Nested Intervals

Nested Intervals

Definition: A sequence of intervals $I_n$ where $n \in \mathbb{N}$ is said to be nested if $I_1 \supseteq I_2 \supseteq I_3 \supseteq ... \supseteq I_n \supseteq I_{n+1} \supseteq ...$.

For example, consider the interval $I_n = [0, \frac{1}{n} ]$ We note that $I_1 = [0, 1]$, $I_2 = [0, \frac{1}{2}]$, $I_3 = [0, \frac{1}{3} ]$, … As we can see $I_1 \supseteq I_2 \supseteq I_3 \supseteq ... \supseteq I_n \supseteq I_{n+1} \supseteq ...$ and so the sequence of intervals $I_n$ is nested. The diagram above illustrates this specific nesting of intervals.

Sometimes a nested interval will have a common point. In this specific example, the common point is $0$ since $0 ≤ 0 < \frac{1}{n}$ for all $n \in \mathbb{N}$. We denote the set theoretic intersection of all these intervals to be the set of common points in a nested set of intervals:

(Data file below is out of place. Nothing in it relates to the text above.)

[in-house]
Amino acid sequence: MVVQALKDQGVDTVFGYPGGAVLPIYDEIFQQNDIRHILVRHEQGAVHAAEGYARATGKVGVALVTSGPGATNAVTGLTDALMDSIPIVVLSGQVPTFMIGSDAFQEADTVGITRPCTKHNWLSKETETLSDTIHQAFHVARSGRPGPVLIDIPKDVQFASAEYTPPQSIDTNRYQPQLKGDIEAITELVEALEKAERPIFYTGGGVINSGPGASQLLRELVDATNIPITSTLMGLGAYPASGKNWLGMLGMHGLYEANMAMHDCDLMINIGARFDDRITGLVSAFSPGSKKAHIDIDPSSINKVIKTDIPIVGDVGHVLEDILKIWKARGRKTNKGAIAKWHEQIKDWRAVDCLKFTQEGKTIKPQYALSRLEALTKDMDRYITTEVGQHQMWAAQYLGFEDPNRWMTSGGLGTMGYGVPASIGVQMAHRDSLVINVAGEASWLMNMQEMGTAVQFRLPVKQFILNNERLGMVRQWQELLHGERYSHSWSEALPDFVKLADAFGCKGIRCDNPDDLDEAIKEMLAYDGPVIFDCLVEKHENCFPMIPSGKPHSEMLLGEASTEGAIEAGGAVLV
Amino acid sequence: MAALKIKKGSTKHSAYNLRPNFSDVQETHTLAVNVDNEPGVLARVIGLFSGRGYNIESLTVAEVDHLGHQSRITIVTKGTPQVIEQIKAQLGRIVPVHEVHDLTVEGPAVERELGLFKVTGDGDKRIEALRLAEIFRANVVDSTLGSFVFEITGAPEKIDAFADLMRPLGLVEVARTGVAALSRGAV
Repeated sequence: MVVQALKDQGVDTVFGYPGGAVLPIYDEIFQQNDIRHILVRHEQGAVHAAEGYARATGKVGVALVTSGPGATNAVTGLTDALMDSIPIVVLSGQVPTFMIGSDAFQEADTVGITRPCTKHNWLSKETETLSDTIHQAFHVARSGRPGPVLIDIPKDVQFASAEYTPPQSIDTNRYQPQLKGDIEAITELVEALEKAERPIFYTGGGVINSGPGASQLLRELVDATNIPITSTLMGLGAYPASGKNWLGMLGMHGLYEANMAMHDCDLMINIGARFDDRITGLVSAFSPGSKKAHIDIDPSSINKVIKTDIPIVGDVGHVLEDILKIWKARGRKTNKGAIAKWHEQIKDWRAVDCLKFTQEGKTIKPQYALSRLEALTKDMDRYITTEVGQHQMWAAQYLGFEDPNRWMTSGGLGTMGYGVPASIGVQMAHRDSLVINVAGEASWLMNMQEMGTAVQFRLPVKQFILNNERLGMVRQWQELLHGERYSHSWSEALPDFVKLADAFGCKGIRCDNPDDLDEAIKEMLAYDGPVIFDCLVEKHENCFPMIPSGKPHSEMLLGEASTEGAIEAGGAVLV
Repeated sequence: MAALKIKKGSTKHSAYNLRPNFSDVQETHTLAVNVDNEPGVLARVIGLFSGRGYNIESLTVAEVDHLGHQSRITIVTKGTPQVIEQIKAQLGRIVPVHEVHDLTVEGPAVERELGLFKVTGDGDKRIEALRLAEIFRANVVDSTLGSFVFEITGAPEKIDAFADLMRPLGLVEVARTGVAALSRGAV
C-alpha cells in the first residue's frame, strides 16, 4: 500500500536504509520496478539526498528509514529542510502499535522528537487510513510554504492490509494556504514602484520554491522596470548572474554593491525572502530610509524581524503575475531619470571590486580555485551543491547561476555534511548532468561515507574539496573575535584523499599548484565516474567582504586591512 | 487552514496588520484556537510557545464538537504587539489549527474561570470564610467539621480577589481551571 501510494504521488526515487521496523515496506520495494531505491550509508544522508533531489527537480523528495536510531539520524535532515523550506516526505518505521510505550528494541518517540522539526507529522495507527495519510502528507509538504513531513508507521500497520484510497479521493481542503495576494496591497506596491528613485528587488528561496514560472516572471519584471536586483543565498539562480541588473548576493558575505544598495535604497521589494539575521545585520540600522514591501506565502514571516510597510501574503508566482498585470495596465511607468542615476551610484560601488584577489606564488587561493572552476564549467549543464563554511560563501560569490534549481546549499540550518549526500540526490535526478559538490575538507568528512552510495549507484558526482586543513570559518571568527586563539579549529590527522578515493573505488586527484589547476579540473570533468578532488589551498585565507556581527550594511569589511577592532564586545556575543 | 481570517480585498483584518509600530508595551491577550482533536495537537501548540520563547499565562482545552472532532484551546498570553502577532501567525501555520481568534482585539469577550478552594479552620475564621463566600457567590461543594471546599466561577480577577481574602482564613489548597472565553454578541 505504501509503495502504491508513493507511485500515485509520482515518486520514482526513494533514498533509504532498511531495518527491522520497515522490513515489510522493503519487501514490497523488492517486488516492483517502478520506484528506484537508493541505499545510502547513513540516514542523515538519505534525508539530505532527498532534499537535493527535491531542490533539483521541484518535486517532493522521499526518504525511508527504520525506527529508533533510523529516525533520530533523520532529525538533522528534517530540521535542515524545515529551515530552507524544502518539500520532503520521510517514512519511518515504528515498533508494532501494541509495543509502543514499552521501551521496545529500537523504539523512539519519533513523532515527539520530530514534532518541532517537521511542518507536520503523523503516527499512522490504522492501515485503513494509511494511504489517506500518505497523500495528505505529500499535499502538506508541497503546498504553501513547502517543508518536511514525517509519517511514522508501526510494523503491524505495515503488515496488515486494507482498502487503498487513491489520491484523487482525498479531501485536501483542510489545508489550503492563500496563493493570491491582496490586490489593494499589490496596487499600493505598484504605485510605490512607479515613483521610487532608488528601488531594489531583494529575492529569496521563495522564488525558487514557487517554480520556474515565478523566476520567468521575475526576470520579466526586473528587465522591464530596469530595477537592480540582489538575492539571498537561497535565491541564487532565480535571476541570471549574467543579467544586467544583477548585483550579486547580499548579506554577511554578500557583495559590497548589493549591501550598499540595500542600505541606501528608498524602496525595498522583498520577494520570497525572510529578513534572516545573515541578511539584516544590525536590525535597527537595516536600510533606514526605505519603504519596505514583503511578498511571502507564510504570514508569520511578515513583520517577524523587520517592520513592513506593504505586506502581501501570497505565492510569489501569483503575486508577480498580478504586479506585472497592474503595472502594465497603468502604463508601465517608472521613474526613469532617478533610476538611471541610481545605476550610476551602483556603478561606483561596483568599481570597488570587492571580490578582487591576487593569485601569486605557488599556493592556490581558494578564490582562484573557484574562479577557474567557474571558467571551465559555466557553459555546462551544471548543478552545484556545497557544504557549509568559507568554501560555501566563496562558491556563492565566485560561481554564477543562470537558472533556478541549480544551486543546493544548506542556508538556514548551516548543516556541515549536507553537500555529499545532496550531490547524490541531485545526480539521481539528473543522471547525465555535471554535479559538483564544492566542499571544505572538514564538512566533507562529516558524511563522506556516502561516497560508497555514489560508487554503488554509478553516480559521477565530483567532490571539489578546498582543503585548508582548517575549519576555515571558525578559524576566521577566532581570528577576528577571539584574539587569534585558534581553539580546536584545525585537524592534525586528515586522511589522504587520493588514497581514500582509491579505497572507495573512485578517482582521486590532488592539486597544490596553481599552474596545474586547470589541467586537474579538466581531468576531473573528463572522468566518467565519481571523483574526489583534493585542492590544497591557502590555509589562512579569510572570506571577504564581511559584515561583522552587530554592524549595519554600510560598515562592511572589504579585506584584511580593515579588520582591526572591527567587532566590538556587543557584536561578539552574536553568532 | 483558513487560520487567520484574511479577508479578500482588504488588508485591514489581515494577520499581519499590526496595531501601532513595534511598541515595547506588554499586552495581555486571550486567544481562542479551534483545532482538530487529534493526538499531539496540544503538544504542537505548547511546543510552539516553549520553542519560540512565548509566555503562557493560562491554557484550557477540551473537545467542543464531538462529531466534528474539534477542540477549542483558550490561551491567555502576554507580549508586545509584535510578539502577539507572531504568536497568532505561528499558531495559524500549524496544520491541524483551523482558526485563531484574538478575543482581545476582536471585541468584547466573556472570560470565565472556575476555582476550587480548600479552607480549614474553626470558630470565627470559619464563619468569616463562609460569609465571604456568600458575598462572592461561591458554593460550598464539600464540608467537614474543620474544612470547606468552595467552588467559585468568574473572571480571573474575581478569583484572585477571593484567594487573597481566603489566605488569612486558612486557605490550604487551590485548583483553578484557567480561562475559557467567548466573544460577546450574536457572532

\begin{align} \bigcap_{n=1}^{\infty} I_n = C \end{align}

Sometimes a set of nested intervals does not have a common point though. For example consider the set of intervals $I_n = (n, \infty)$. Clearly $I_1 \supseteq I_2 \supseteq I_3 \supseteq ... \supseteq I_n \supseteq I_{n+1} \supseteq ...$ since $I_1 = (1, \infty)$, $I_2 = (2, \infty)$, … However, there is no common point for these intervals.

Example 1

Determine the set $C$ of points to which the set of nested intervals $I_n = (1 - \frac{1}{n}, 2 + \frac{1}{n} )$ have in common.

We first note that $I_1 = [0, 3]$, $I_2 = [0.5, 2.5]$, $I_3 = [0.66..., 2.33...]$, … We conjecture that the set of points $C = \bigcap_{n=1}^{\infty} I_n = [1, 2]$ are contained within all the intervals. This can be informally deduced since $\lim_{n \to \infty} 1 - \frac{1}{n} = 1$ and $\lim_{n \to \infty} 2 + \frac{1}{n} = 2$.

Unless otherwise stated, the content of this page is licensed under Creative Commons Attribution-ShareAlike 3.0 License